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With no end in sight to the GOP war on democracy, shutdown edition, all “nonessential workers” are off the job of protecting the American public. This includes 94 percent of the Environmental Protection Agency staff, who are on the couch watching football instead of watching the polluters who threaten public health and safety.
For the residents of Crossett, Arkansas living in daily fear of the toxic air and water pollution originating from a paper mill and chemical plant operated by Koch Industries subsidiary Georgia Pacific, the EPA staffers they’re depending on are anything but "nonessential." The government shutdown has life or death consequences for Crossett, and communities on the fencelines of polluting industry across America.
The folks who live on Penn Road in Crossett have suffered an unimaginable loss of life that they attribute to Georgia Pacific’s air and water pollution. Out of 15 homes on the street, 11 people have died of cancer.
Georgia Pacific's facility – a plywood, paper mill and formaldehyde resin plant that produces well-known products like Brawny paper towels, Angel Soft toilet paper, Dixie cups, and Quilted Northern toilet paper – has dumped millions of gallons of wastewater into open ditches nearby, in violation of the Clean Water Act, as well as toxic vapors into the air.
After listening to powerful testimony from Crossett pastor and community leader, David Bouie, at a meeting this summer about the situation, EPA Region 6 administrator Ron Curry pledged to visit the community members in Crossett and assess the plant's impacts on their health.
Now that important visit is delayed, thanks to the government shutdown.
Crossett, an important documentary chronicling the community’s ongoing struggle, is entering the final stages of production, but the filmmakers, Natalie Kottke and Erica Sardarian, are effectively shut down, pending the EPA visit. The film will feature interviews with former White House adviser Van Jones and world-renowned chemist, Dr. Wilma Subra. Sundance Channel declared that "a film like this could literally save lives."
Watch the trailer:
As Van Jones points out in the trailer:
“This is happening all across America. This is not just about one town. This is about a whole series of small towns and vulnerable neighborhoods that are being preyed upon by economic power and big polluters. They think they can get away with this.”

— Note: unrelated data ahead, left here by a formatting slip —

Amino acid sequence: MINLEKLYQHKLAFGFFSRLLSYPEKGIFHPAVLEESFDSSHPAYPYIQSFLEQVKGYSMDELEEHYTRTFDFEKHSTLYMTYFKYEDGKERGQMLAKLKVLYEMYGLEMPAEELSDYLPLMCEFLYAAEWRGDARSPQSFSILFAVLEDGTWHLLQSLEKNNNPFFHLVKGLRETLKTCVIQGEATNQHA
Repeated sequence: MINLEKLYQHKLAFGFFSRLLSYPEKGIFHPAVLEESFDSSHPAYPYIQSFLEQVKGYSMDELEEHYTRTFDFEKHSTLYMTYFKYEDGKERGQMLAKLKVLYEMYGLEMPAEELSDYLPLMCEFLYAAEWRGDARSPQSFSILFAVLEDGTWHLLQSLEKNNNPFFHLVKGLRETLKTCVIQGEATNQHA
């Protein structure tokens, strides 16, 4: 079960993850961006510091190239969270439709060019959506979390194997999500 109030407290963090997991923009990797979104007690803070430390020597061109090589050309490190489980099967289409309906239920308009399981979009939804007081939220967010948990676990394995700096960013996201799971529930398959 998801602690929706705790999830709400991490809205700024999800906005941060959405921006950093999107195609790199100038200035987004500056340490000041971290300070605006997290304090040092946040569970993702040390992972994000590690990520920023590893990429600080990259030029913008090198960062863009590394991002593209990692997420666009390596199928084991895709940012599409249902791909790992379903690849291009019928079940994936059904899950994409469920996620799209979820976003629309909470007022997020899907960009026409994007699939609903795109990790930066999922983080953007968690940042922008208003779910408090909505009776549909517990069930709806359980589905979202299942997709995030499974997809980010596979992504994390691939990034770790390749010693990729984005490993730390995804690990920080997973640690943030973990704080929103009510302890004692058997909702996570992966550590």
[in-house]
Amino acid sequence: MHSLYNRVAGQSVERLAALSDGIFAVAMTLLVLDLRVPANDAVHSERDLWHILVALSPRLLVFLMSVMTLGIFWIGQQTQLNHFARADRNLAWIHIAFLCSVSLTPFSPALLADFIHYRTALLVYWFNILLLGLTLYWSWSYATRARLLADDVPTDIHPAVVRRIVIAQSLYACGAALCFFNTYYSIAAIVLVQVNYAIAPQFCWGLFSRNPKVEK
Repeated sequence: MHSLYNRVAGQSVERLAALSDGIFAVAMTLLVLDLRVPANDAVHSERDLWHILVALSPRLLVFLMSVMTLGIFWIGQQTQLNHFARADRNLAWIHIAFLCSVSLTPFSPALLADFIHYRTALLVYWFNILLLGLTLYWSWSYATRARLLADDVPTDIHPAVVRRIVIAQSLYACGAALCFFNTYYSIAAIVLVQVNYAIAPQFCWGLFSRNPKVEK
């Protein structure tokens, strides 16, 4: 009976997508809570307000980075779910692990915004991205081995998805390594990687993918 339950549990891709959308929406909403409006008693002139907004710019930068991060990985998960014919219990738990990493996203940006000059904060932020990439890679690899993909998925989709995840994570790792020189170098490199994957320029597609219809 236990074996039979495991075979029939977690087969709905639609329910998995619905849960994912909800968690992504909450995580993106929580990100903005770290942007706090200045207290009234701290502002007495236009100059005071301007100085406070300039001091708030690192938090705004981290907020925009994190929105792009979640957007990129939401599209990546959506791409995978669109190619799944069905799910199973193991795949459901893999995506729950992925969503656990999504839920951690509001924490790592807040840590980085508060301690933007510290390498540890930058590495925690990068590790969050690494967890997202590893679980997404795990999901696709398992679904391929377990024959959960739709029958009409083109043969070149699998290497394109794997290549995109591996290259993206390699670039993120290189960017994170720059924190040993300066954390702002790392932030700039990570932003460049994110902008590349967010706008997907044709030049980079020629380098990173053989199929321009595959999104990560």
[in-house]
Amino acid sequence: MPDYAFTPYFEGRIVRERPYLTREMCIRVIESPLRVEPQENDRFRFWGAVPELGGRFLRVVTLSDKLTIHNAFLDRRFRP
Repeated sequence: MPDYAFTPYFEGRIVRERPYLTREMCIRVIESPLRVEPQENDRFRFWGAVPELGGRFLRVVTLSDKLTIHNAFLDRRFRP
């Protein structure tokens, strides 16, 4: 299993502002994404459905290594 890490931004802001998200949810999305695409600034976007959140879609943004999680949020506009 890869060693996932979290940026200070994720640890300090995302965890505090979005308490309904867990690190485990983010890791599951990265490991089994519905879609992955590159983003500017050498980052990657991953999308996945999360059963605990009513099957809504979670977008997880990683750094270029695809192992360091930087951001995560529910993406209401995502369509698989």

As long as the EPA remains shuttered, Koch Industries and other major polluters will continue to threaten public health in communities across America.
I first heard about the situation in Crossett two years ago to the day, when Brave New Foundation sent me a short film about the Koch plant in Crossett that I wrote about the following day. Watch:
So the next time somebody suggests to you that the government shutdown is no big deal, or even a good thing, tell them the story of Crossett, Arkansas.
Rove, a conservative strategist, took issue with Dunn’s commitment to energy regulation and recent push for a formal review of utility rates in Alabama. Now, Rove wishes he hadn’t supported Dunn in 2010, and hopes Alabama will push him out in 2014.
“I regret it because I’m concerned about the relationships he’s building with out-of-the-mainstream, anti-coal environmental groups,” Rove told Yellowhammer.
“They’ve had a free pass for the last 30 years. That’s what the problem is,” Dunn told the Associated Press of Alabama Power. “It’s time to have a checkup.”
Rove blamed energy regulations set out by the Environmental Protection Agency for the country’s slow rate of economic recovery, saying the Obama administration has favored “green” energy over fossil fuels.
“We need to have an American energy policy that means we produce more energy here in the country, and we don’t use the government’s power to discourage the use of resources that you have in abundance like coal and coal methane,” Rove said. “We need to have sensible regulation where the question we ask is, is the cost of this regulation offset by a dramatically better benefit from it.”
But as it stands, coal only accounts for 40 percent of the country’s electricity, a proportion that continues to drop as the industry struggles to compete with cheap natural gas.
Rove isn’t the only one lashing out against Dunn for pushing green policy. Phillip Brown, chairman of the Alabama Minority GOP, announced in August his decision to face Dunn in the 2014 election.
“Terry Dunn has come under a lot of fire this year for being sentimental toward the environmental lobby, and that’s dangerous for our state,” Brown said.